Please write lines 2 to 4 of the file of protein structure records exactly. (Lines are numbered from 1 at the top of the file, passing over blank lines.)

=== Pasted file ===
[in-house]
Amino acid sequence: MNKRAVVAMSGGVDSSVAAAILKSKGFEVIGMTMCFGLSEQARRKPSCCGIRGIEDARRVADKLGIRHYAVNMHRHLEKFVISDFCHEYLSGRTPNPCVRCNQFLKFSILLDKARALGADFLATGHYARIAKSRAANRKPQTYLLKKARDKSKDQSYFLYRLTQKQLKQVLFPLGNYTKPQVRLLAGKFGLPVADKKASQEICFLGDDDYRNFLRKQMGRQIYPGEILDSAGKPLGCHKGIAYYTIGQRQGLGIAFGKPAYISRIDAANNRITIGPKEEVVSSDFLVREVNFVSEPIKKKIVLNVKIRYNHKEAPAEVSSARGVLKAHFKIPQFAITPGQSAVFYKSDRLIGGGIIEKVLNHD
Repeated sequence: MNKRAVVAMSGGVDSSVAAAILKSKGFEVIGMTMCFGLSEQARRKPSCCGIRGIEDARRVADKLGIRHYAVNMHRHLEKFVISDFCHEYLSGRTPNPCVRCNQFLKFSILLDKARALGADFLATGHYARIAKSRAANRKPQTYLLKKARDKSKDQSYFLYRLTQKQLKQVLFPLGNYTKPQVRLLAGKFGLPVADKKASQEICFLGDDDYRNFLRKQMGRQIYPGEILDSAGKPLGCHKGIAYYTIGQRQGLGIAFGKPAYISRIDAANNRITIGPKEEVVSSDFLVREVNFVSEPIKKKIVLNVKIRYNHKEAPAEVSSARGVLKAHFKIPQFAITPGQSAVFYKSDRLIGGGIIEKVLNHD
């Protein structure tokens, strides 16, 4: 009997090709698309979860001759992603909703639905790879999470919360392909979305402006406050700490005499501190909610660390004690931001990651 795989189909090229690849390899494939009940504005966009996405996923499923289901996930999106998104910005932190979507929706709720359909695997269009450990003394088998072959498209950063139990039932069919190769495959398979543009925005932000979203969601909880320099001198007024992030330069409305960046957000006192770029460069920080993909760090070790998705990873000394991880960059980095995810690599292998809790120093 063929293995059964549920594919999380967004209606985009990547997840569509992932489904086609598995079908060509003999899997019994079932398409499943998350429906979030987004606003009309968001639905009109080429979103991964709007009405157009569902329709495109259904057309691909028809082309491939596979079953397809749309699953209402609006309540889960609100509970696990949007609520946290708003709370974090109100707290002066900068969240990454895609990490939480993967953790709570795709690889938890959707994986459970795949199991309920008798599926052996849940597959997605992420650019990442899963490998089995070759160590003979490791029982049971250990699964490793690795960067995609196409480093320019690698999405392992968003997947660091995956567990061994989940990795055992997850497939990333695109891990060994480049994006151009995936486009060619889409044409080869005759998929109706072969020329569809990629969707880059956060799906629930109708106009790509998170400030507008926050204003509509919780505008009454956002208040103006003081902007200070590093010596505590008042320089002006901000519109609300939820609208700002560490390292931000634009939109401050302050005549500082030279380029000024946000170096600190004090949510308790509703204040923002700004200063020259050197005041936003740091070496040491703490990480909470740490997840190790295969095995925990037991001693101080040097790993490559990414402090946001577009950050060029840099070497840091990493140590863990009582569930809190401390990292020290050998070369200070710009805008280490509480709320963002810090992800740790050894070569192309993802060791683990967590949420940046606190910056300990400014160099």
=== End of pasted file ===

Amino acid sequence: MNKRAVVAMSGGVDSSVAAAILKSKGFEVIGMTMCFGLSEQARRKPSCCGIRGIEDARRVADKLGIRHYAVNMHRHLEKFVISDFCHEYLSGRTPNPCVRCNQFLKFSILLDKARALGADFLATGHYARIAKSRAANRKPQTYLLKKARDKSKDQSYFLYRLTQKQLKQVLFPLGNYTKPQVRLLAGKFGLPVADKKASQEICFLGDDDYRNFLRKQMGRQIYPGEILDSAGKPLGCHKGIAYYTIGQRQGLGIAFGKPAYISRIDAANNRITIGPKEEVVSSDFLVREVNFVSEPIKKKIVLNVKIRYNHKEAPAEVSSARGVLKAHFKIPQFAITPGQSAVFYKSDRLIGGGIIEKVLNHD
Repeated sequence: MNKRAVVAMSGGVDSSVAAAILKSKGFEVIGMTMCFGLSEQARRKPSCCGIRGIEDARRVADKLGIRHYAVNMHRHLEKFVISDFCHEYLSGRTPNPCVRCNQFLKFSILLDKARALGADFLATGHYARIAKSRAANRKPQTYLLKKARDKSKDQSYFLYRLTQKQLKQVLFPLGNYTKPQVRLLAGKFGLPVADKKASQEICFLGDDDYRNFLRKQMGRQIYPGEILDSAGKPLGCHKGIAYYTIGQRQGLGIAFGKPAYISRIDAANNRITIGPKEEVVSSDFLVREVNFVSEPIKKKIVLNVKIRYNHKEAPAEVSSARGVLKAHFKIPQFAITPGQSAVFYKSDRLIGGGIIEKVLNHD
């Protein structure tokens, strides 16, 4: 009997090709698309979860001759992603909703639905790879999470919360392909979305402006406050700490005499501190909610660390004690931001990651 795989189909090229690849390899494939009940504005966009996405996923499923289901996930999106998104910005932190979507929706709720359909695997269009450990003394088998072959498209950063139990039932069919190769495959398979543009925005932000979203969601909880320099001198007024992030330069409305960046957000006192770029460069920080993909760090070790998705990873000394991880960059980095995810690599292998809790120093 063929293995059964549920594919999380967004209606985009990547997840569509992932489904086609598995079908060509003999899997019994079932398409499943998350429906979030987004606003009309968001639905009109080429979103991964709007009405157009569902329709495109259904057309691909028809082309491939596979079953397809749309699953209402609006309540889960609100509970696990949007609520946290708003709370974090109100707290002066900068969240990454895609990490939480993967953790709570795709690889938890959707994986459970795949199991309920008798599926052996849940597959997605992420650019990442899963490998089995070759160590003979490791029982049971250990699964490793690795960067995609196409480093320019690698999405392992968003997947660091995956567990061994989940990795055992997850497939990333695109891990060994480049994006151009995936486009060619889409044409080869005759998929109706072969020329569809990629969707880059956060799906629930109708106009790509998170400030507008926050204003509509919780505008009454956002208040103006003081902007200070590093010596505590008042320089002006901000519109609300939820609208700002560490390292931000634009939109401050302050005549500082030279380029000024946000170096600190004090949510308790509703204040923002700004200063020259050197005041936003740091070496040491703490990480909470740490997840190790295969095995925990037991001693101080040097790993490559990414402090946001577009950050060029840099070497840091990493140590863990009582569930809190401390990292020290050998070369200070710009805008280490509480709320963002810090992800740790050894070569192309993802060791683990967590949420940046606190910056300990400014160099």